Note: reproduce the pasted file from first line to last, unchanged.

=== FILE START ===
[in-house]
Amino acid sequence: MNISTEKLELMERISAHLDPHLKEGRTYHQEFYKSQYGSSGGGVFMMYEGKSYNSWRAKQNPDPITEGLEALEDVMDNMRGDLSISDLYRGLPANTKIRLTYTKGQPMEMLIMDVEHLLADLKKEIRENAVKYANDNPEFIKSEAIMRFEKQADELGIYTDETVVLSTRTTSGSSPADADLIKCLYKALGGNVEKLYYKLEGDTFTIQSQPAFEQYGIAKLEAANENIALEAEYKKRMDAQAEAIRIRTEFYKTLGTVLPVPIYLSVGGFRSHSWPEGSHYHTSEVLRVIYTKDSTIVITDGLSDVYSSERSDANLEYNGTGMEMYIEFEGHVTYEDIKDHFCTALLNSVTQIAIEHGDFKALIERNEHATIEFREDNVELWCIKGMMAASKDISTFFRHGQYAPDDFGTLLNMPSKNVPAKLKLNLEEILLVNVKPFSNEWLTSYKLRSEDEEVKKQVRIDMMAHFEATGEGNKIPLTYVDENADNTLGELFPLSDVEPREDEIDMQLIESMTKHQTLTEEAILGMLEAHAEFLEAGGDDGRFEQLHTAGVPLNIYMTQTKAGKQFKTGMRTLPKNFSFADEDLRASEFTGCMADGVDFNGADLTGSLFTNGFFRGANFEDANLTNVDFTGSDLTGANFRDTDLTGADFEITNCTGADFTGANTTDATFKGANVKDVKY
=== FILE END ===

[in-house]
Amino acid sequence: MNISTEKLELMERISAHLDPHLKEGRTYHQEFYKSQYGSSGGGVFMMYEGKSYNSWRAKQNPDPITEGLEALEDVMDNMRGDLSISDLYRGLPANTKIRLTYTKGQPMEMLIMDVEHLLADLKKEIRENAVKYANDNPEFIKSEAIMRFEKQADELGIYTDETVVLSTRTTSGSSPADADLIKCLYKALGGNVEKLYYKLEGDTFTIQSQPAFEQYGIAKLEAANENIALEAEYKKRMDAQAEAIRIRTEFYKTLGTVLPVPIYLSVGGFRSHSWPEGSHYHTSEVLRVIYTKDSTIVITDGLSDVYSSERSDANLEYNGTGMEMYIEFEGHVTYEDIKDHFCTALLNSVTQIAIEHGDFKALIERNEHATIEFREDNVELWCIKGMMAASKDISTFFRHGQYAPDDFGTLLNMPSKNVPAKLKLNLEEILLVNVKPFSNEWLTSYKLRSEDEEVKKQVRIDMMAHFEATGEGNKIPLTYVDENADNTLGELFPLSDVEPREDEIDMQLIESMTKHQTLTEEAILGMLEAHAEFLEAGGDDGRFEQLHTAGVPLNIYMTQTKAGKQFKTGMRTLPKNFSFADEDLRASEFTGCMADGVDFNGADLTGSLFTNGFFRGANFEDANLTNVDFTGSDLTGANFRDTDLTGADFEITNCTGADFTGANTTDATFKGANVKDVKY